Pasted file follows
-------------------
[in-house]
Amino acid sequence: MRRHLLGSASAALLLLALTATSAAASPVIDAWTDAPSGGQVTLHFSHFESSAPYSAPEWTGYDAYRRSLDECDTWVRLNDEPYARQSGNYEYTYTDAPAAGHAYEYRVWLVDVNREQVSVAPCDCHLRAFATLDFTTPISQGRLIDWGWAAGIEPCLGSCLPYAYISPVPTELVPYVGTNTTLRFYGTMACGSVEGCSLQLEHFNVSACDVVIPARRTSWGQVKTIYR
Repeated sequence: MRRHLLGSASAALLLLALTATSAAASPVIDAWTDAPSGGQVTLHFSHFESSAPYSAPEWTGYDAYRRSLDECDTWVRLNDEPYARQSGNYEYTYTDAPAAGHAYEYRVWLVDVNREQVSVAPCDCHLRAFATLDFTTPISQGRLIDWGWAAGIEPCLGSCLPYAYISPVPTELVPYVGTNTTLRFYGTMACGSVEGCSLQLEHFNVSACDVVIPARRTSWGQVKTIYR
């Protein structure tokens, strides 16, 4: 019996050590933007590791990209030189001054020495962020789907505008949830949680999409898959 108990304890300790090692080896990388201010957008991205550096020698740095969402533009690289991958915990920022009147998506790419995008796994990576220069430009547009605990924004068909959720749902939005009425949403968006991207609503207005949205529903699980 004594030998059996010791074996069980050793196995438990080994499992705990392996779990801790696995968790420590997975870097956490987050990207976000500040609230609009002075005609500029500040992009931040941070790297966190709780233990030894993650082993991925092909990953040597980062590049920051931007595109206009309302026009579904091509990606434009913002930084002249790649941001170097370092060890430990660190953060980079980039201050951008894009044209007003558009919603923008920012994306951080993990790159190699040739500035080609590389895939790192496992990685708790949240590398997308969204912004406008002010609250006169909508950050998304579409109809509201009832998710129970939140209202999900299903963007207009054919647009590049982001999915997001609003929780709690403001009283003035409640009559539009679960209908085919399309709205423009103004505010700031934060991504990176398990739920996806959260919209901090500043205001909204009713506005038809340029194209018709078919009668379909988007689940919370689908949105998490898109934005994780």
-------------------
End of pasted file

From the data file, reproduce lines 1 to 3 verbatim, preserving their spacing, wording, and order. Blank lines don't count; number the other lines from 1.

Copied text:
[in-house]
Amino acid sequence: MRRHLLGSASAALLLLALTATSAAASPVIDAWTDAPSGGQVTLHFSHFESSAPYSAPEWTGYDAYRRSLDECDTWVRLNDEPYARQSGNYEYTYTDAPAAGHAYEYRVWLVDVNREQVSVAPCDCHLRAFATLDFTTPISQGRLIDWGWAAGIEPCLGSCLPYAYISPVPTELVPYVGTNTTLRFYGTMACGSVEGCSLQLEHFNVSACDVVIPARRTSWGQVKTIYR
Repeated sequence: MRRHLLGSASAALLLLALTATSAAASPVIDAWTDAPSGGQVTLHFSHFESSAPYSAPEWTGYDAYRRSLDECDTWVRLNDEPYARQSGNYEYTYTDAPAAGHAYEYRVWLVDVNREQVSVAPCDCHLRAFATLDFTTPISQGRLIDWGWAAGIEPCLGSCLPYAYISPVPTELVPYVGTNTTLRFYGTMACGSVEGCSLQLEHFNVSACDVVIPARRTSWGQVKTIYR